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Redskins passing less, getting more

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Redskins passing less, getting more

The Redskins offensive attack appears to be coming a bit more balanced.Last year the John Beck and Rex Grossman passed 561 times, the fifth-most in the NFL. Through two games this year, Robert Griffin III has passed 55 times. Twenty six other teams have passed more often. At this pace (small sample size warning) they will attempt 440 passes. Last year only two teams, the 49ers and Broncos, passed less than that.The Redskins, however, are getting more out of their passing game. Their net yards per attempt (factors in sacks) is 8.7, second-best in the NFL. Last year they got an average of 6.0 yards every time they dropped back to pass.Washington has 72 rushing attempts, third in the league. Through their first two games last year the Redskins ran the ball 51 times.The increase of 21 attempts is almost exactly the number of times that Griffin has rushed (20). PerPro Football Focus,13 of Griffins attempts have come on planned runs and seven have been scrambles during pass attempts.On the year, the Redskins ran 400 times (25 timesgame) and passed 591. If you add in sacks as pass plays called you end up with about a 60-40 pass to run ratio. This year its about 45-55. We will see how long that holds up.

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Need to Know: The five Redskins under the most pressure entering camp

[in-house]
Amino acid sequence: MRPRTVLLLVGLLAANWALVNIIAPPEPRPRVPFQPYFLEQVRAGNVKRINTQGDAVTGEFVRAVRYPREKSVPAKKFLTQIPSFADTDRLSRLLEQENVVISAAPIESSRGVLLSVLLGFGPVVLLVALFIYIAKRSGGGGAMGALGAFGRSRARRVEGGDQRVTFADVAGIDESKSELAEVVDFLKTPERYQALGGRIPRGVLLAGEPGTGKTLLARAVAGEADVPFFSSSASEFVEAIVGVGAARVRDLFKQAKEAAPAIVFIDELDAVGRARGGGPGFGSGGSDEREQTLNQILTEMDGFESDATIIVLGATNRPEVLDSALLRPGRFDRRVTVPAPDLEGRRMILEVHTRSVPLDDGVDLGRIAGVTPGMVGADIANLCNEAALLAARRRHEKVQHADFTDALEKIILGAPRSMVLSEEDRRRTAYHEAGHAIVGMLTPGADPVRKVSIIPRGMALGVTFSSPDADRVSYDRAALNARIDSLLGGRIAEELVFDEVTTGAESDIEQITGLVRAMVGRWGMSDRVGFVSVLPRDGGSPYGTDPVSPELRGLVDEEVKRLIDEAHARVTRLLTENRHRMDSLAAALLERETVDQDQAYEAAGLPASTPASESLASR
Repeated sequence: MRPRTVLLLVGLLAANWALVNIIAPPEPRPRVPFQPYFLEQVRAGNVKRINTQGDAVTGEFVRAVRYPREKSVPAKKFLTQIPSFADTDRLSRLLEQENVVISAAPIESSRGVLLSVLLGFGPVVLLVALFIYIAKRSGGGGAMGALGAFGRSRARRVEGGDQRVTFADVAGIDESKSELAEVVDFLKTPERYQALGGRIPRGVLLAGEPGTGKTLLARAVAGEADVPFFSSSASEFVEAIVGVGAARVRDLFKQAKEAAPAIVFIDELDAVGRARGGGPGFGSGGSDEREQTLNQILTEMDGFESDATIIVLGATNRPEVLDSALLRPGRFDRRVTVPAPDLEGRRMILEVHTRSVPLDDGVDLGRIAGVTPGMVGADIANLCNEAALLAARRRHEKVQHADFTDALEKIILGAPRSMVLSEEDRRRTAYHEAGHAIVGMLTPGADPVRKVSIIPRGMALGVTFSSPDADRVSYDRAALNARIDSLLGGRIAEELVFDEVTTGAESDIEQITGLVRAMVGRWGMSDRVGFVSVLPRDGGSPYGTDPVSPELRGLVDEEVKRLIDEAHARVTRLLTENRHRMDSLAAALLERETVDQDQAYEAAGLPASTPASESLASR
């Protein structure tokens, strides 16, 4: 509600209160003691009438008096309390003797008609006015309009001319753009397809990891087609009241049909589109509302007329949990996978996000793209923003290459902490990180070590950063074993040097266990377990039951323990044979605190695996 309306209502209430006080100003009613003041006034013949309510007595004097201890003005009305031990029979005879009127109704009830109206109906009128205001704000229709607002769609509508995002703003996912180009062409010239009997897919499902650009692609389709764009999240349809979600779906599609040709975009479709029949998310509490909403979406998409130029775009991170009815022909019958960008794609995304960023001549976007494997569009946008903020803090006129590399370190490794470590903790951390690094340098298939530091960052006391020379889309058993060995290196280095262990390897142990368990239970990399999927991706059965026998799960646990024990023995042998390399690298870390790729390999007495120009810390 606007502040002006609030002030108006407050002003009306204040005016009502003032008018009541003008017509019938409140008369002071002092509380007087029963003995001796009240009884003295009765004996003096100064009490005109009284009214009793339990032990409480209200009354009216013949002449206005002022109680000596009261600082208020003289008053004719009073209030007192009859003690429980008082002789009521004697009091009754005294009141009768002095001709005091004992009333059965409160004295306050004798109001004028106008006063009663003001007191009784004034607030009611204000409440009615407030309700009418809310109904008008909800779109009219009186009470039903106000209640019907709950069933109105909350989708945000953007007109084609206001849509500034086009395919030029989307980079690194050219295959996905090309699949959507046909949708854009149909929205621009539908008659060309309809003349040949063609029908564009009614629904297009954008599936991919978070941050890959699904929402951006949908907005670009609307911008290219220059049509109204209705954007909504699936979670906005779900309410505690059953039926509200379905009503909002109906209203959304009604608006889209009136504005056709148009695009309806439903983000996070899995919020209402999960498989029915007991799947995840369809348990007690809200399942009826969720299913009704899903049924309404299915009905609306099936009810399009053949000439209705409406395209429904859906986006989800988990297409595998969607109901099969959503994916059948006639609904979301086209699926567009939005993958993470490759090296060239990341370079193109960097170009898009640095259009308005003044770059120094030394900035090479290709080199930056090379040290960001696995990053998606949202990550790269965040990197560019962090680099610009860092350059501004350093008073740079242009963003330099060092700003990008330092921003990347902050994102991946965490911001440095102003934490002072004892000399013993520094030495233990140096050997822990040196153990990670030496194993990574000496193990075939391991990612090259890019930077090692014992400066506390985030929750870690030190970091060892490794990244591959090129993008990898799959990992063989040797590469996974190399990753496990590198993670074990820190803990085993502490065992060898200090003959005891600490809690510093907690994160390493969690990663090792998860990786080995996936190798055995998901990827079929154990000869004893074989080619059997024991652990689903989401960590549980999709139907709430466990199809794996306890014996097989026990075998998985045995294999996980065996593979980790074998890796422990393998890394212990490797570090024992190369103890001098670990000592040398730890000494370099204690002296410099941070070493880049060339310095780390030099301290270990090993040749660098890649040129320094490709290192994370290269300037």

Need to Know: The five Redskins under the most pressure entering camp

Here is what you need to know on this Friday, July 21, six days before the Washington Redskins start training camp in Richmond on July 27.

Timeline

The Redskins last played a game 201 days ago; they will open the 2017 season against the Eagles at FedEx Field in 51 days.

Days until:

—Preseason opener @ Ravens (8/10) 20
—Preseason vs. Packers at FedEx Field (8/19) 29
—Roster cut to 53 (9/2) 43

Five Redskins who are under pressure going into training camp

QB Kirk Cousins–Going first with the most obvious. He’s under pressure to get this team back to the playoffs. Rob Kelley and Samaje Perine will help the running game and perhaps the defense will improve. But this team still will rise and fall by scoring points through the air. From his point of view, he’s on a one-year deal. If he is going to get a record long-term deal next year–or get the Redskins to cough up $35 million on the franchise tag–he’s going to need to play well.

WR Terrelle Pryor–He also is in the one-year contract situation so he needs to impress all 32 teams to drive up his value. He’s also being counted on to replace the 1,000-yard production of either Pierre Garçon or DeSean Jackson. Or maybe both. That’s a lot to put on the plate of a player in just his second full-time year at his position.

CB Josh Norman–Cousins has the highest 2017 salari on the team but Norman has the biggest contract on the team and he didn’t have the impact to match it last year. It’s not that he had a bad year but it’s reasonable to expect more interceptions and fewer penalties. It’s fair to give him a pass with it being his first year in the system. However, the Redskins have a window to release him without a debilitating cap hit after this season and if the value isn’t there you can’t rule out them pulling the trigger.